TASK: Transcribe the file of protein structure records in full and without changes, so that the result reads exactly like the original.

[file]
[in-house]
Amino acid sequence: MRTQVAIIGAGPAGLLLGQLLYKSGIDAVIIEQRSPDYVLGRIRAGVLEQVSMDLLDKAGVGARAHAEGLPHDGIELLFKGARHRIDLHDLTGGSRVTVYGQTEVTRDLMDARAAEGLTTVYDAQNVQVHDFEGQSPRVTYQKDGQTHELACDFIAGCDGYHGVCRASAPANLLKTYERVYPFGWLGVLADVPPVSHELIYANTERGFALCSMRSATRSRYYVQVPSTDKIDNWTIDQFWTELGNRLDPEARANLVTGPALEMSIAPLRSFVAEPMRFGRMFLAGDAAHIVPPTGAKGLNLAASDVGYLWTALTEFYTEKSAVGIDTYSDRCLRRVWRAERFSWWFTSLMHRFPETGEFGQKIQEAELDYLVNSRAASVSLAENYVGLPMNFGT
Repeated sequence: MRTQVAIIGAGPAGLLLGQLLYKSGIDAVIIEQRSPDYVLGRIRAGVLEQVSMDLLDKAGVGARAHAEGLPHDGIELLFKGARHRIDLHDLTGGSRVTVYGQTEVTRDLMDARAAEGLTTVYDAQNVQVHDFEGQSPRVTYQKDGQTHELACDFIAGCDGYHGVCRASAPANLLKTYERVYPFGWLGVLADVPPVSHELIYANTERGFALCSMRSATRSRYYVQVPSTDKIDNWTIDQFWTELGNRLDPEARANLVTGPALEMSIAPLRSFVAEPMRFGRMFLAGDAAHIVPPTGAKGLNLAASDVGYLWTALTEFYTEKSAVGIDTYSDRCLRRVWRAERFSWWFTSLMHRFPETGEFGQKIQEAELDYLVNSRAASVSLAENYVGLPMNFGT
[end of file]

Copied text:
[in-house]
Amino acid sequence: MRTQVAIIGAGPAGLLLGQLLYKSGIDAVIIEQRSPDYVLGRIRAGVLEQVSMDLLDKAGVGARAHAEGLPHDGIELLFKGARHRIDLHDLTGGSRVTVYGQTEVTRDLMDARAAEGLTTVYDAQNVQVHDFEGQSPRVTYQKDGQTHELACDFIAGCDGYHGVCRASAPANLLKTYERVYPFGWLGVLADVPPVSHELIYANTERGFALCSMRSATRSRYYVQVPSTDKIDNWTIDQFWTELGNRLDPEARANLVTGPALEMSIAPLRSFVAEPMRFGRMFLAGDAAHIVPPTGAKGLNLAASDVGYLWTALTEFYTEKSAVGIDTYSDRCLRRVWRAERFSWWFTSLMHRFPETGEFGQKIQEAELDYLVNSRAASVSLAENYVGLPMNFGT
Repeated sequence: MRTQVAIIGAGPAGLLLGQLLYKSGIDAVIIEQRSPDYVLGRIRAGVLEQVSMDLLDKAGVGARAHAEGLPHDGIELLFKGARHRIDLHDLTGGSRVTVYGQTEVTRDLMDARAAEGLTTVYDAQNVQVHDFEGQSPRVTYQKDGQTHELACDFIAGCDGYHGVCRASAPANLLKTYERVYPFGWLGVLADVPPVSHELIYANTERGFALCSMRSATRSRYYVQVPSTDKIDNWTIDQFWTELGNRLDPEARANLVTGPALEMSIAPLRSFVAEPMRFGRMFLAGDAAHIVPPTGAKGLNLAASDVGYLWTALTEFYTEKSAVGIDTYSDRCLRRVWRAERFSWWFTSLMHRFPETGEFGQKIQEAELDYLVNSRAASVSLAENYVGLPMNFGT